Personal Weaknesses

John Finn

Quintin Merck

Sid Bennett

Scotty Nichols

Ted Fehr

greed*

greed*

capriciousness

carelessness

capriciousness

laziness

carelessness

faith

compulsiveness

stubbornness

dishonesty

fear

faith

superstitiousness

exhibitionism

greed

fear

impulsiveness

(uncontrolled)

impulsiveness

inattentiveness

inattentiveness

instability

irrationality

laziness

irrationality

laziness

mysticism

laziness

stubbornness

preoccupation

preoccupation

self-pity

self-pity

subjectiveness

subjectiveness

timidity

superstitiousness

worry

worry

* Greed can be a personal strength if rationally controlled.

With eyes fixed on the sandwich, everyone calls the first bet. John aggressively bets his strong hand. Many players keep calling. The final bets are large. Scotty keeps calling with a poor hand. "Should fold," he says, catching his breath. "But that sub ... yum." The red-faced man spends over $100 on calls. Three other players also call as their eyes remain fixed on the sandwich. The pot is the largest of the night--over $700. John wins both high and low with an ace-high full house and a six-five low. He also wins back the sandwich, which he later used to build another pot.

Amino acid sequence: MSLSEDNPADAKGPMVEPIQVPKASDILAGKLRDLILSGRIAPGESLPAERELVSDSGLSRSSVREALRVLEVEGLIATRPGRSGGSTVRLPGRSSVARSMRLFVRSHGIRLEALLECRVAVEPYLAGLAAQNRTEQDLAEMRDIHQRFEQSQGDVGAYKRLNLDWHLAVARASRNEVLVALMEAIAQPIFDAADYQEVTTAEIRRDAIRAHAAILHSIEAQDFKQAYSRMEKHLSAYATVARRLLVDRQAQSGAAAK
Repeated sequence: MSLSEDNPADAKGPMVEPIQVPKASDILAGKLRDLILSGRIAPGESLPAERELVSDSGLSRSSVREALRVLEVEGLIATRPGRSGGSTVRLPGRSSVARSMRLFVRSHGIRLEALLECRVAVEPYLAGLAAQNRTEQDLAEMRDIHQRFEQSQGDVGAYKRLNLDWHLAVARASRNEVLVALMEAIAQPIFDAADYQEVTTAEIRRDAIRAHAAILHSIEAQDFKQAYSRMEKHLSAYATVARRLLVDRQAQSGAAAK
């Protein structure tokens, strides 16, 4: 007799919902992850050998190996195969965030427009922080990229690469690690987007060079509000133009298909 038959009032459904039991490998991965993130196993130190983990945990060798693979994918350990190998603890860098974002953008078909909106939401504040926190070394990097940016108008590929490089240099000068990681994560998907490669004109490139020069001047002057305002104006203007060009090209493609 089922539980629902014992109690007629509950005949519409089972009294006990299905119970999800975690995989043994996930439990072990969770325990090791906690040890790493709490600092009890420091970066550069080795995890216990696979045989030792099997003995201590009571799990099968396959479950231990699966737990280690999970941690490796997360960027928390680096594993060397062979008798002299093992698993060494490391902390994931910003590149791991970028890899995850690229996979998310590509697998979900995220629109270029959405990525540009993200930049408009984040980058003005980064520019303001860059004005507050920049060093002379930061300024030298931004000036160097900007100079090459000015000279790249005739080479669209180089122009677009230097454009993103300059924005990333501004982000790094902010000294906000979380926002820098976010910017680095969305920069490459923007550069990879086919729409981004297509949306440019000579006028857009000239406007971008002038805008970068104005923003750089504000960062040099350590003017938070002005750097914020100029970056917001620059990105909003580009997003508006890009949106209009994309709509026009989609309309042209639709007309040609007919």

With a small investment, John Finn exploits opponents' lack of discipline to win may extra hundreds of dollars.

The good player continually exploits man's most pervasive weakness--laziness. Laziness foments desires to gain values without effort. That, in turn, leads to seeking unearned approval, respect, and money. The good player uses those desires to manipulate his opponents with "favors" that symbolize (and falsely promise) approval, respect, and money. His victims bend to his will in seeking those pseudo favors.

"Favors and bribes that the good player extends and withdraws for his personal profit include--

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